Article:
Guest writer Frank B. Halfar offers his last piece on the German Masters from the Tempodrom in 2020.
The late night return from the last night of the German Masters inevitably is a melancholic experience. The final has been played, the champion duly crowned, last stewarding duties were taken care of, and there was a spot of after-show party. Now a whole year of waiting beckons until the unique event occurs again, and Berlin returns to its rather sad diaspora role in snooker.
The final between Judd Trump and Neil Robertson was a worthy end of the tournament. Robertson had been viewed by many as the favourite in the final, such was his dominance not only during the first four days here. But every series in snooker has an end, and that it might be Judd Trump who would be the one to bring the Robertson express to a halt could not seriously surprise anyone.
The Australian’s chances looked good until the end of the sixth frame, when he led 4-2. That Trump was able to bring it back to parity at the end of the afternoon session was a clear sign, though the extent at which Robertson seemed to wilt during the evening session was a huge surprise after all. Seriously, there were “time since last pot” inserts next to his name on the monitors, something only his opponents were treated to in a whole series of matches.
Afterwards, what most observers said was that it was mainly Trump’s safety play that won him the championship, that made him find the way to end the streak that Neil Robertson had enjoyed. But the “Thunder from Down Under” shook off his Berlin albatross, his rather modest success here until the Tempodrom in 2020, and he clearly enjoyed himself. There was no mention of his past criticism of the playing conditions on the outside tables this year either.
The most moving moment of the day was when Judd Trump said in his victory interview with Emcee Rolf Kalb that he owes his entire success to his brother, whom to embrace was his first priority after the match had ended. Such humility he was not always known for, and it suits him very well. Judd Trump has not only grown so much as a player, his persona grew with him. Nobody in the capacity crowd at the Tempodrom thought him an unworthy champion.
Referee Rob Spencer exuded the same calm confidence that he did during the entire tournament. It was his debut at the Tempodrom this year. The two German star referees Maike Kesseler and Marcel Eckardt, who both have the German Masters final on their respective resumes already, on this occasion were entrusted with a semi-final each.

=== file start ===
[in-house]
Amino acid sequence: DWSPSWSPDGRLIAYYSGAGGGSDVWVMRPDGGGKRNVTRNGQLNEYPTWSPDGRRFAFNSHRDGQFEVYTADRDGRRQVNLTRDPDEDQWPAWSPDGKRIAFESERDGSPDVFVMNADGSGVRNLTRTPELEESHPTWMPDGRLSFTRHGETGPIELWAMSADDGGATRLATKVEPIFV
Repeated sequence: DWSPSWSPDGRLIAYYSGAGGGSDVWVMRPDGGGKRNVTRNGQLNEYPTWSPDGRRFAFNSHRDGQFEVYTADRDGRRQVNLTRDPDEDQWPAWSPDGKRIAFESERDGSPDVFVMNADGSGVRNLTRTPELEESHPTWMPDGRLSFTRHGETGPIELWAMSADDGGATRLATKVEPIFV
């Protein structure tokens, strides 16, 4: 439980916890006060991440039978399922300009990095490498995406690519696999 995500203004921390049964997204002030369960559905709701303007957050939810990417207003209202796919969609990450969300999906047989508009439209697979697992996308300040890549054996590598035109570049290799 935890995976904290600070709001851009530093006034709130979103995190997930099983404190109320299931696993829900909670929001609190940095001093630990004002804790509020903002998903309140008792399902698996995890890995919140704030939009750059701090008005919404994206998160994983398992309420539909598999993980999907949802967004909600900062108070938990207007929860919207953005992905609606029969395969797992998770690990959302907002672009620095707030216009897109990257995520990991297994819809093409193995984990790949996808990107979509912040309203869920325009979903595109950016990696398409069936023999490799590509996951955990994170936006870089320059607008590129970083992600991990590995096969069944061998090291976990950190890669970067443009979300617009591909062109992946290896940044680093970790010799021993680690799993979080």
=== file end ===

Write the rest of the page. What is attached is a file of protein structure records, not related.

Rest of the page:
So many moments linger after five intensive days of snooker.
Elliott Slessor marveling about the appreciation he and all players below the grand marquee names received by the Berlin audience. Much has been said about the unique atmosphere at the German Masters, that Tempodrom magic. That the enthusiasm is not the domaine reservé of only the biggest stars here surely is an important part of it.
Akani Songsermsawad relentlessly training on the backstage practice tables, for two days after his elimination from the tournament. Never without a friendly smile when acknowledged, which showed why he is called Sunny Akani.
Referee Anastasia Tuzikova, also on her Berlin debut, practically laying on the table to check on the blue.
The giant cake that the venue management presented to the organizers on the occasion of the tenth German Masters. It was shown to the public much like a trophy would, but, alas, not offered to them. This pleasure was shared backstage by the many who work hard to make this event such a success, many of them volunteers.
10 Jahre im @tempodrom!
We are blessed to have such a wonderful team in Berlin.
— World Snooker Tour (@WeAreWST) February 1, 2020
The camaraderie between us stewards, without which it would be half the fun. Special kudos to our reinforcements from the Rhine-Ruhr area, who faithfully turn up on the Friday every year, and without whom our flu-plagued team would have been lost this year.
Even my writing for SnookerHQ in the small hours every night I’ll miss (though not the sleep deprivation it causes…). My hope is that I may have been able to ferry across a little of what makes these five days of the German Masters so very special. Many thanks to David Caulfield for his renewed invitation.
For 2020 from Berlin, the Tempodrom, the German Masters, it’s Auf Wiedersehen!